Key Lime Tree won't bear fruit!

ToddZarNovember 15, 2012

Let me start by saying I've read every forum imaginable and have tried just about everything. I bought this "Key Lime" tree almost 10 years ago at a gift shop in Florida. It was pretty much a twig about 8" tall with a few leaves wrapped in plastic in a tiny pot. So year after years it's been steadily growing but has NEVER even flowered. It's always been in a container and brought in during winter. I've tried to never have it outside when it's 50 degrees or colder. Over winter it's near a window but doesn't get full sun. In summer it gets full sun all day. I've read that if it was started from a seed it could take up to 7 years to mature, but as of now it's at least 10 years old. This past spring I started fertilizing it with Citrus fertilizer, which resulted in lots of new branches and leaves but still no blossoms! I've also read about root stock, grafting and scions, but that's all way over my head. Just wondering if there's anything more I can do or is it a lost cause and I should just start over with a tree bought from a real nursery and not a gift shop!

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A nice looking tree and it will eventually flower - as long as you don't keep pruning it. It's just you're being a bit impatient! In a non-citrus climate it can take 12 years or more for seedling citrus to fruit.
A grafted tree from a proper nursery would have been better to start with, and buying one now would probably still give you some fruit earlier than your seedling.
Why not keep your seedling and provide it with another citrus tree as some company?

    Bookmark   November 15, 2012 at 1:12PM
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Thanks for the quick feedback! I'll keep the faith for a few more years (although it's starting to take up a lot of space in my living room!). I may indeed buy another one just so I can finally fulfill my dream of sitting on my deck with a bucket of Corona and plucking a lime right off my tree, but after such a long term relationship with this tree it seems like that would be cheating!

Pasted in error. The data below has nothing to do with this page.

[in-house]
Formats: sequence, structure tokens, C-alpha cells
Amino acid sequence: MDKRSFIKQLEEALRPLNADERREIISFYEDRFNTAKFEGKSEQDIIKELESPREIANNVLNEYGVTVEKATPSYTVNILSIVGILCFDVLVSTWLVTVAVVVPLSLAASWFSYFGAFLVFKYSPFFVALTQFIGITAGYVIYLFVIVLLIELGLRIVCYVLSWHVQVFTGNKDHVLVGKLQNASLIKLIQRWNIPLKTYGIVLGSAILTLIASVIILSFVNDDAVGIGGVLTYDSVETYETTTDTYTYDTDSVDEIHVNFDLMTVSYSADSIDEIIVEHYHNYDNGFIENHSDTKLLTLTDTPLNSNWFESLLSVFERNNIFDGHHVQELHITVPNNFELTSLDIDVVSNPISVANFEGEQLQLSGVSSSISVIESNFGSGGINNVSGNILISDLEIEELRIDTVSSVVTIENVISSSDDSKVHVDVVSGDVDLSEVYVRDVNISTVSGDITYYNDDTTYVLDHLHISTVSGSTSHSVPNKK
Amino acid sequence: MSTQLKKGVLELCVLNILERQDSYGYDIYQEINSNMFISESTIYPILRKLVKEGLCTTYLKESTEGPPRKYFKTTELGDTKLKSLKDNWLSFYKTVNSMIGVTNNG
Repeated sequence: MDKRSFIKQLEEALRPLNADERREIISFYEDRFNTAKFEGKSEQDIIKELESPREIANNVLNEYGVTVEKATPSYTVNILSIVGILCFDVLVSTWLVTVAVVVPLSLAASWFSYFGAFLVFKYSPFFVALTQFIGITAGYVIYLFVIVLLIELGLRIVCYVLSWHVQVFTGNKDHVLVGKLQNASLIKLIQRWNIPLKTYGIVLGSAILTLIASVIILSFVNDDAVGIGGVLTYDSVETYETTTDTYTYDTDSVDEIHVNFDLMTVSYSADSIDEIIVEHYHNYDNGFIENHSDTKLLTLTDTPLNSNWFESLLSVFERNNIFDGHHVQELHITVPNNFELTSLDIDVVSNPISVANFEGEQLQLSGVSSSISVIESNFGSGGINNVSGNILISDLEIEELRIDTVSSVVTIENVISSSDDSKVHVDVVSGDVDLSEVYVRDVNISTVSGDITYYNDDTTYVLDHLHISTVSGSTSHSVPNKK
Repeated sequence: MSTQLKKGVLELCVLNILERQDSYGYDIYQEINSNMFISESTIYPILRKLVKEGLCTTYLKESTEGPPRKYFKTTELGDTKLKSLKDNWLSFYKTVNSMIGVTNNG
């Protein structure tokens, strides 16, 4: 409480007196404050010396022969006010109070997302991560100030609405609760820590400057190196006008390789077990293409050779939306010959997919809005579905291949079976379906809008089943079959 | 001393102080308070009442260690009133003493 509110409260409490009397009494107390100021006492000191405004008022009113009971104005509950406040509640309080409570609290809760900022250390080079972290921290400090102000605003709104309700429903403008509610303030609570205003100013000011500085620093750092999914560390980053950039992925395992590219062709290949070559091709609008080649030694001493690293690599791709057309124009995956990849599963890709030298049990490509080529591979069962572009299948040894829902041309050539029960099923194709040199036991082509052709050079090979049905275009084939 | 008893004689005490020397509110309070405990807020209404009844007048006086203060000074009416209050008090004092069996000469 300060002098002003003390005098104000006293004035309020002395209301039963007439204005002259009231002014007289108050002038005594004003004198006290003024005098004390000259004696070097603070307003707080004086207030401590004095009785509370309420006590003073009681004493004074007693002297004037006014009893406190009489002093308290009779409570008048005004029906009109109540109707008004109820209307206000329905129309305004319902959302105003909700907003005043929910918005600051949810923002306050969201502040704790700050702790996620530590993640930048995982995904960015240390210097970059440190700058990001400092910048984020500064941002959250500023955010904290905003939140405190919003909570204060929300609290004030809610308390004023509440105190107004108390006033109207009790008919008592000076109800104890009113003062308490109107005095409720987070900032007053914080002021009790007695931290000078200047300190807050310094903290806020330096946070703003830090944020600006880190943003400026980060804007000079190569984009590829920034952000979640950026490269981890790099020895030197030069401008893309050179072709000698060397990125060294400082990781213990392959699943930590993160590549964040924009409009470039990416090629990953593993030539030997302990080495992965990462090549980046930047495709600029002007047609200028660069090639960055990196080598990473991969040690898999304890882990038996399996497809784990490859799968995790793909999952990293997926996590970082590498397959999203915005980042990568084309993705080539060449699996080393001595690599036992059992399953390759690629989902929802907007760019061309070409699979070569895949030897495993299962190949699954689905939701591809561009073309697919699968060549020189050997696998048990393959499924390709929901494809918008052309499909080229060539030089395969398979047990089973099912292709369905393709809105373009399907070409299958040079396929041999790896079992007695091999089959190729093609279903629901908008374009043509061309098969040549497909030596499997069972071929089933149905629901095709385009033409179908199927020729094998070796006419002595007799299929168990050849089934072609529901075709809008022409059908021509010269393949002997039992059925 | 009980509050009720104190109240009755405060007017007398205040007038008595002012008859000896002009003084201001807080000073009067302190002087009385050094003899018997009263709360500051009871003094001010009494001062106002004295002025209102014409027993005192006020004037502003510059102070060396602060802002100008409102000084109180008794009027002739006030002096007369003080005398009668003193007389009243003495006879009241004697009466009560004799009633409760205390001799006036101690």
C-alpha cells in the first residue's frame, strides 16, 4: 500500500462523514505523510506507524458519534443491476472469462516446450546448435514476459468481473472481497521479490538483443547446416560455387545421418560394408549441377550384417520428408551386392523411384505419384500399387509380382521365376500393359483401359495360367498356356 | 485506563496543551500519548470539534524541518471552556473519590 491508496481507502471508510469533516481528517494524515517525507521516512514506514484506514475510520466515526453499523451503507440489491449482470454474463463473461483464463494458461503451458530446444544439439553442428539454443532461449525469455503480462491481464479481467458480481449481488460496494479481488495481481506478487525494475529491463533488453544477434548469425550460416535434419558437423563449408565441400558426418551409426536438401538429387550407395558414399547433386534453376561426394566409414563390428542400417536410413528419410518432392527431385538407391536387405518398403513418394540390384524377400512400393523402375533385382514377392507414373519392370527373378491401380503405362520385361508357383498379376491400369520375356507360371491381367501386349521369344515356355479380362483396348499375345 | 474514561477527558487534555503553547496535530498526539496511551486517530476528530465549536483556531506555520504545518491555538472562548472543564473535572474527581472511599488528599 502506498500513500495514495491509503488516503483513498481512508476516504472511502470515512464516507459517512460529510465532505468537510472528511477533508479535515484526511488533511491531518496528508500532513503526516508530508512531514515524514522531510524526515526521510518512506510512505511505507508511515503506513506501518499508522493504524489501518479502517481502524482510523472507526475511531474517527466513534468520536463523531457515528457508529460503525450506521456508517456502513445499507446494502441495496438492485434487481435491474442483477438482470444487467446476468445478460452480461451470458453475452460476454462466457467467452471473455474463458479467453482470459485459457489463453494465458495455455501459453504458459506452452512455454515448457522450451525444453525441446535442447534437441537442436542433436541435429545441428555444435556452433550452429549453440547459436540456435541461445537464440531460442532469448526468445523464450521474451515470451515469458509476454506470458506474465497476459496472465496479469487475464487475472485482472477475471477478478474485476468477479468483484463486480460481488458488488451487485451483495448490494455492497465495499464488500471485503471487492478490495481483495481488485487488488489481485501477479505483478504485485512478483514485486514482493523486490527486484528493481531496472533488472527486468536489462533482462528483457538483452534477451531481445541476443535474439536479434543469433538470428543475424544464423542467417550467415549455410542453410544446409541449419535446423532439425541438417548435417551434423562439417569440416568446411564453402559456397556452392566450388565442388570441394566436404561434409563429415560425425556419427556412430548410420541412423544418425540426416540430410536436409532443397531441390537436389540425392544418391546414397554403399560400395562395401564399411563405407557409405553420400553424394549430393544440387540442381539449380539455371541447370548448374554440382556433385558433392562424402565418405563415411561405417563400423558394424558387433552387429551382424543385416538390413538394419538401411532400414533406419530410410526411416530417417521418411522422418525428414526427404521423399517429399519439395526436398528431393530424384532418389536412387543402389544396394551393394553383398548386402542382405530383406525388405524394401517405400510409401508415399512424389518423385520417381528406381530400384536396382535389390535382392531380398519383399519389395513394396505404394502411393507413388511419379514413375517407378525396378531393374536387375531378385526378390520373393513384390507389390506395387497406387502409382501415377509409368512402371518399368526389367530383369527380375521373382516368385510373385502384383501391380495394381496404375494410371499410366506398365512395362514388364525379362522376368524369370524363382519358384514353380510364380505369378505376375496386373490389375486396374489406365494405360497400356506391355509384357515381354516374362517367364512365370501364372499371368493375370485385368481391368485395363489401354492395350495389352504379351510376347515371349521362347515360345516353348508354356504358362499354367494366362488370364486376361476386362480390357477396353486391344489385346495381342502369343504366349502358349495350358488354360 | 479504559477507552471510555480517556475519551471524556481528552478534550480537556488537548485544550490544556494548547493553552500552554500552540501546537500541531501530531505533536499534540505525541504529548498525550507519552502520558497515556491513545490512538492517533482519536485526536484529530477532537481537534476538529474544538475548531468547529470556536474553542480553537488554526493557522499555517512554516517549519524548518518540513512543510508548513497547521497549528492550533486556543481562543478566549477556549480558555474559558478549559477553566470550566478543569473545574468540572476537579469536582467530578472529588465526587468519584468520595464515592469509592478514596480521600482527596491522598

Bookmark   November 15, 2012 at 1:33PM
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hoosierquilt USDA 10A Sunset 23 Vista CA(10b Sunset 23)

Citrange is giving you sage advice. Your tree looks just lovely! I would continue fertilizing a little every month. As much sunlight as possible, and keep outside as temps allow (limes are very frost sensitive, so make sure it comes inside if temps are threatening to drop below 40 degrees). I agree with Citrange, why don't you pick yourself up a nice Bearss lime to keep this lime tree company? I'm suspecting you have a Mexican lime (since Bearss limes are very seedless), to have a nice "bookend" of lime trees! You have a very beautiful tree, don't give up on it yet, you're doing a fine job, and yes, seedling potted citrus can take a bit to flower, but in looking at your tree, I'd guess you may get flowers pretty soon. And don't prune - flowers are produced at the tips of the branches, so you don't want to prune off potential flower buds.

Patty S.

    Bookmark   November 15, 2012 at 2:42PM
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RyanLo(NC 7B)

I would almost be sure it is seed grown. I have a clone key that in its second year started producing. This year its fourth (I think) its produced hundreds and its about the same size as yours. I wouldn't even worry about pruning, when they start flowering they produce so many its impossible to stop it. I guarantee when it starts producing you will have so many you'll have to give them away. hopefully that will be next year!

    Bookmark   November 15, 2012 at 3:53PM
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Would more potassium and less nitrogen help? It is a good looking tree, and plenty green.

    Bookmark   November 16, 2012 at 6:08AM
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As a Chicago Cubs fan, "Wait 'til next year" is all too familiar!

    Bookmark   November 16, 2012 at 12:15PM
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hoosierquilt USDA 10A Sunset 23 Vista CA(10b Sunset 23)

Possibly, Doglips. Todd, you can also try forcing blooms. This is called the Verdelli Process, which is used to time lemon blooms in certain parts of Italy:

After the lemon tree is more than 1 year old, stop watering the tree during the summer season for around 35 to 60 days until the leaves begin to wilt. Then heavily irrigate the lemon tree and fertilize it with a high-nitrogen-content fertilizer. This technique, known as the Verdelli process, will force the tree into bloom in August or early September.

Since you're tree is in a pot, you may not need to withhold water for that long. Just long enough for the leaves to wilt or cup, but not start dropping. See if this will force your little lime tree into blossom. The key is timing (heat of the summer), and some water deficit then followed by a punch of fertilizer and water.